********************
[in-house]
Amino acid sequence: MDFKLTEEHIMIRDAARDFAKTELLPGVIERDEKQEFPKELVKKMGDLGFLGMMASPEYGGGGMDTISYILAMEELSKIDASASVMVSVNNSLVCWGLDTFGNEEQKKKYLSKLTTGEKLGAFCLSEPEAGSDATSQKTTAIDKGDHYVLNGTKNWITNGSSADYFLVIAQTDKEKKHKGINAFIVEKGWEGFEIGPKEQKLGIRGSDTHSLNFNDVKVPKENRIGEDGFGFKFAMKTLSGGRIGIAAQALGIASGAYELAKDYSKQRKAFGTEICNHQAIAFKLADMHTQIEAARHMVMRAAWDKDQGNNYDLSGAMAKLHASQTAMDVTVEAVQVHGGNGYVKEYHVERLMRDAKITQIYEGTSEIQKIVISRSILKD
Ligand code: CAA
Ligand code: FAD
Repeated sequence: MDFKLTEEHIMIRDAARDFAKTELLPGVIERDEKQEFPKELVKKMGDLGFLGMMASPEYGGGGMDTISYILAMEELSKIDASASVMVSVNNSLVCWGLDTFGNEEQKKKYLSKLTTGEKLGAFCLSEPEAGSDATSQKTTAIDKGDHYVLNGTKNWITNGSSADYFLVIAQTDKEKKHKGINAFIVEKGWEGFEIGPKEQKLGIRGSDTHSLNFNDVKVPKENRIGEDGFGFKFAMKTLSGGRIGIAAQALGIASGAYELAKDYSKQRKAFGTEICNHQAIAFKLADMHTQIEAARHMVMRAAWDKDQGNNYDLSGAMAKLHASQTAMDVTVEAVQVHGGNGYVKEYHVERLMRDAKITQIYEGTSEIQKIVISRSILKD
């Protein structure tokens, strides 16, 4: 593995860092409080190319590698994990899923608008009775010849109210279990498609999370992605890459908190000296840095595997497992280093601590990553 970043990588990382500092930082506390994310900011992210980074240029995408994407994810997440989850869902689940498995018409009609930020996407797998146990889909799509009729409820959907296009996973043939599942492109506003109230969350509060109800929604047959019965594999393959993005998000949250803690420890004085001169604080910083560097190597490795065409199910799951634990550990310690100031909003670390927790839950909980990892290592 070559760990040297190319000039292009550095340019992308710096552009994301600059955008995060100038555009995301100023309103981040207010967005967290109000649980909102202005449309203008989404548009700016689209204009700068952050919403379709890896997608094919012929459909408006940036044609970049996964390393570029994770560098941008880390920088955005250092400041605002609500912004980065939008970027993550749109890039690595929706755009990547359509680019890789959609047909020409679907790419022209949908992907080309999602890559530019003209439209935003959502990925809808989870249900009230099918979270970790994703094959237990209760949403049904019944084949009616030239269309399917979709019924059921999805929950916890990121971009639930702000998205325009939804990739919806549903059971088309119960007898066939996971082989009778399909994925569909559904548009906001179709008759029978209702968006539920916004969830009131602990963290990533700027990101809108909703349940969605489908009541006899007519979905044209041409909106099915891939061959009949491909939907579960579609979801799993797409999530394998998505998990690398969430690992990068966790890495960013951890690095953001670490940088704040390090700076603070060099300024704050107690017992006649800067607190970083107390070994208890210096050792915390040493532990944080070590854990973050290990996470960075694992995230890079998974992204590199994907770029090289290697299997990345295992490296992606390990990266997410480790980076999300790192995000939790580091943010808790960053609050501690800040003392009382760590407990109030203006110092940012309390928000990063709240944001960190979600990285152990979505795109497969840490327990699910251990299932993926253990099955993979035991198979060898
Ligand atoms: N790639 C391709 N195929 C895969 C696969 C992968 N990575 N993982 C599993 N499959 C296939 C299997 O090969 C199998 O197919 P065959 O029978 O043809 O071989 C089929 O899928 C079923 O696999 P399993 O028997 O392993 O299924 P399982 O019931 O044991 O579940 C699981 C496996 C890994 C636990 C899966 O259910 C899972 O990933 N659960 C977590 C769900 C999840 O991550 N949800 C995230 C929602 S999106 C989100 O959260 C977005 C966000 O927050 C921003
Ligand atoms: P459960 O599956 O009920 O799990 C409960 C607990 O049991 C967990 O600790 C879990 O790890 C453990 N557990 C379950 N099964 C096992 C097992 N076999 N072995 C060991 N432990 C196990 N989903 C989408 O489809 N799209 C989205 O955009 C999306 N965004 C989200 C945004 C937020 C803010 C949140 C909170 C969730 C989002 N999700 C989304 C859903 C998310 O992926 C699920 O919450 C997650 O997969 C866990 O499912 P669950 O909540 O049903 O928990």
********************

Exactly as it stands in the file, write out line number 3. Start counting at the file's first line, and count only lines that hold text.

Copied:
Ligand code: CAA